Join the conversation on Bell Let’s Talk Day On Bell Let’s Talk Day, millions of people in Canada and around the world send messages of support and encouragement for those struggling with mental illness, share their own stories and offer ideas about how we can improve everyone’s mental health.
Bell will donate 5 cents to Canadian mental health programs for each of these interactions on January 31, at no extra cost to participants:
- Text and talk: Every text message, mobile and long distance call made by Bell Canada, Bell Aliant and, new this year, Bell MTS customers in Manitoba
- Twitter: Every tweet using #BellLetsTalk and Bell Let’s Talk Day video view
- Facebook: Every view of the Bell Let’s Talk Day video at Facebook.com/BellLetsTalk and use of the Bell Let’s Talk frame
- Instagram: Every Bell Let’s Talk Day video view
- Snapchat: Every use of the Bell Let’s Talk geofilter and video view
Bell Let’s Talk Day 2017 set all new records with 131,705,010 messages, growing Bell’s funding for Canadian mental health by $6,585,250.50. #BellLetsTalk was Canada’s top hashtag in 2017, and is now the most used Twitter hashtag ever in Canada.
With approximately 729,065,654 interactions by Canadians over the last 7 Bell Let’s Talk Days, Bell’s total commitment to mental health, including an original $50-million anchor donation in 2010, has risen to $86,504,429.05. Bell expects its donation commitment to reach at least $100 million in 2020.
Since launching in 2010, Bell Let’s Talk has supported organizations providing mental health care and services in every region of Canada. Focused on 4 key action pillars – anti-stigma, care and access, research and workplace leadership – Bell Let’s Talk programs include major donations to hospitals, universities and other care and research organizations across Canada and these dedicated programs: the Bell Let’s Talk Community Fund for local community mental health organizations; the Bell True Patriot Love Fund for military members, veterans and their families; a fund supporting mental health care in Canada’s Territories; and most recently a new fund dedicated to Indigenous mental health in Manitoba, launched alongside the creation of Bell MTS with a donation to Winnipeg’s Ma Mawi Wi Chi Itata Centre.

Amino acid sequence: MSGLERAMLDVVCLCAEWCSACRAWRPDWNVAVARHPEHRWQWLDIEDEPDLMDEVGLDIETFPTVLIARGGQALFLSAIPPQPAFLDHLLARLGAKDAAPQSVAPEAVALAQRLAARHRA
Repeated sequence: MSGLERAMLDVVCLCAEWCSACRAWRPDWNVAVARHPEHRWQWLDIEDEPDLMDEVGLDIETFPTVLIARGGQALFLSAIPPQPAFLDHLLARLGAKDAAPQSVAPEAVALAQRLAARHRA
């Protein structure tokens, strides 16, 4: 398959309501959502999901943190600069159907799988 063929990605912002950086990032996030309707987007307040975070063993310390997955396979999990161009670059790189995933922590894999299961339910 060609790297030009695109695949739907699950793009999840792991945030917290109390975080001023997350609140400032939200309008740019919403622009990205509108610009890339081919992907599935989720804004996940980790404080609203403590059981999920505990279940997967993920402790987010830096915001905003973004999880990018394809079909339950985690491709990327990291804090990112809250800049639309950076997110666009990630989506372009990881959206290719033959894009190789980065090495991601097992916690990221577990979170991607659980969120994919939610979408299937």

According to the latest Bell Let’s Talk awareness survey conducted by Nielsen in October, 4 in 5 Canadians are more aware of mental health issues than 5 years ago, 70% think attitudes about mental health have changed for the better, and over half believe the stigma around mental illness has been reduced. The numbers are even more impressive among young people aged 18 to 24: 87% are more aware of mental health issues than 5 years ago, 76% think attitudes are better, and 60% believe stigma has been reduced.
The 5 simple ways to help end the stigma around mental illness Together, we can all help end the stigma around mental illness with the 5 simple ways developed by Dr. Heather Stuart, the Bell Mental Health and Anti-Stigma Research Chair at Queen’s University:
- Language matters – pay attention to the words you use about mental illness
- Educate yourself – learn, know and talk more, understand the signs
- Be kind – small acts of kindness speak a lot
- Listen and ask – sometimes it’s best to just listen
- Talk about it – start a dialogue, break the silence
To learn more, please visit Bell.ca/LetsTalk.